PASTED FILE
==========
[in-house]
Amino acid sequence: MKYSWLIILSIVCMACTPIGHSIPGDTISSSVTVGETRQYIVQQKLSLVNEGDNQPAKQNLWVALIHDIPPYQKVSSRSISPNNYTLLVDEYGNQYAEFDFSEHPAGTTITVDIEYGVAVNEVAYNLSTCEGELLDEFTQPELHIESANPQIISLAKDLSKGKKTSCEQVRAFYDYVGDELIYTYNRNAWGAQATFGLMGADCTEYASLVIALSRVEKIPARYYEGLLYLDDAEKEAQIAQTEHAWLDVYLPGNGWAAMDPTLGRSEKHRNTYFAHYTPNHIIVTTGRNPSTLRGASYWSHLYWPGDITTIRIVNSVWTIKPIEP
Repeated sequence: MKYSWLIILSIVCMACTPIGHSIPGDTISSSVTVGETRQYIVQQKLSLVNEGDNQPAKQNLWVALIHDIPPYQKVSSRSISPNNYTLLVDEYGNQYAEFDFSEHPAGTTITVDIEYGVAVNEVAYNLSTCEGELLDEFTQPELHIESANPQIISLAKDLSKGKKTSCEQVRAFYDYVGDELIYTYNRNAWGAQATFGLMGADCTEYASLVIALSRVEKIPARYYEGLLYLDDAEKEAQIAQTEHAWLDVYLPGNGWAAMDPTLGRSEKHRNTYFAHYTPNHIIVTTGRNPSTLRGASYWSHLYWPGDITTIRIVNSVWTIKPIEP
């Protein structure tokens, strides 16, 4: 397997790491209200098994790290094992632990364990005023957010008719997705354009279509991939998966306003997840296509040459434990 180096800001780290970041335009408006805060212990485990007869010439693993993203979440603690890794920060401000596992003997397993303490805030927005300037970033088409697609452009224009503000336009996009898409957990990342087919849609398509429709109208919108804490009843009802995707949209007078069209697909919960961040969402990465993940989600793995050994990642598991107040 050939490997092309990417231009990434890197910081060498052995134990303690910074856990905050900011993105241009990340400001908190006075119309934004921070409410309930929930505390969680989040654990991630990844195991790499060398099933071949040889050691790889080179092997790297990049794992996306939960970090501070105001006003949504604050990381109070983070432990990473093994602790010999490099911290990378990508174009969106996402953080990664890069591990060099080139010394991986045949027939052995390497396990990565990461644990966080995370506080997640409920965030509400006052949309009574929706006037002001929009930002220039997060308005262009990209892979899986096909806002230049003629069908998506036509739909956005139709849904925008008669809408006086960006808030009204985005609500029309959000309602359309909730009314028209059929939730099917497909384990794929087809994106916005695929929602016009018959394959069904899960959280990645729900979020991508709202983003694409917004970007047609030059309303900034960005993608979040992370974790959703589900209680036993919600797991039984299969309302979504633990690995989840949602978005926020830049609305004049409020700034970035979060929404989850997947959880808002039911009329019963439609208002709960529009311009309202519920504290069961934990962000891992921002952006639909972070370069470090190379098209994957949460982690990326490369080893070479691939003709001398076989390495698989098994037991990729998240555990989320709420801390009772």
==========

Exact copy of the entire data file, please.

[in-house]
Amino acid sequence: MKYSWLIILSIVCMACTPIGHSIPGDTISSSVTVGETRQYIVQQKLSLVNEGDNQPAKQNLWVALIHDIPPYQKVSSRSISPNNYTLLVDEYGNQYAEFDFSEHPAGTTITVDIEYGVAVNEVAYNLSTCEGELLDEFTQPELHIESANPQIISLAKDLSKGKKTSCEQVRAFYDYVGDELIYTYNRNAWGAQATFGLMGADCTEYASLVIALSRVEKIPARYYEGLLYLDDAEKEAQIAQTEHAWLDVYLPGNGWAAMDPTLGRSEKHRNTYFAHYTPNHIIVTTGRNPSTLRGASYWSHLYWPGDITTIRIVNSVWTIKPIEP
Repeated sequence: MKYSWLIILSIVCMACTPIGHSIPGDTISSSVTVGETRQYIVQQKLSLVNEGDNQPAKQNLWVALIHDIPPYQKVSSRSISPNNYTLLVDEYGNQYAEFDFSEHPAGTTITVDIEYGVAVNEVAYNLSTCEGELLDEFTQPELHIESANPQIISLAKDLSKGKKTSCEQVRAFYDYVGDELIYTYNRNAWGAQATFGLMGADCTEYASLVIALSRVEKIPARYYEGLLYLDDAEKEAQIAQTEHAWLDVYLPGNGWAAMDPTLGRSEKHRNTYFAHYTPNHIIVTTGRNPSTLRGASYWSHLYWPGDITTIRIVNSVWTIKPIEP
């Protein structure tokens, strides 16, 4: 397997790491209200098994790290094992632990364990005023957010008719997705354009279509991939998966306003997840296509040459434990 180096800001780290970041335009408006805060212990485990007869010439693993993203979440603690890794920060401000596992003997397993303490805030927005300037970033088409697609452009224009503000336009996009898409957990990342087919849609398509429709109208919108804490009843009802995707949209007078069209697909919960961040969402990465993940989600793995050994990642598991107040 050939490997092309990417231009990434890197910081060498052995134990303690910074856990905050900011993105241009990340400001908190006075119309934004921070409410309930929930505390969680989040654990991630990844195991790499060398099933071949040889050691790889080179092997790297990049794992996306939960970090501070105001006003949504604050990381109070983070432990990473093994602790010999490099911290990378990508174009969106996402953080990664890069591990060099080139010394991986045949027939052995390497396990990565990461644990966080995370506080997640409920965030509400006052949309009574929706006037002001929009930002220039997060308005262009990209892979899986096909806002230049003629069908998506036509739909956005139709849904925008008669809408006086960006808030009204985005609500029309959000309602359309909730009314028209059929939730099917497909384990794929087809994106916005695929929602016009018959394959069904899960959280990645729900979020991508709202983003694409917004970007047609030059309303900034960005993608979040992370974790959703589900209680036993919600797991039984299969309302979504633990690995989840949602978005926020830049609305004049409020700034970035979060929404989850997947959880808002039911009329019963439609208002709960529009311009309202519920504290069961934990962000891992921002952006639909972070370069470090190379098209994957949460982690990326490369080893070479691939003709001398076989390495698989098994037991990729998240555990989320709420801390009772």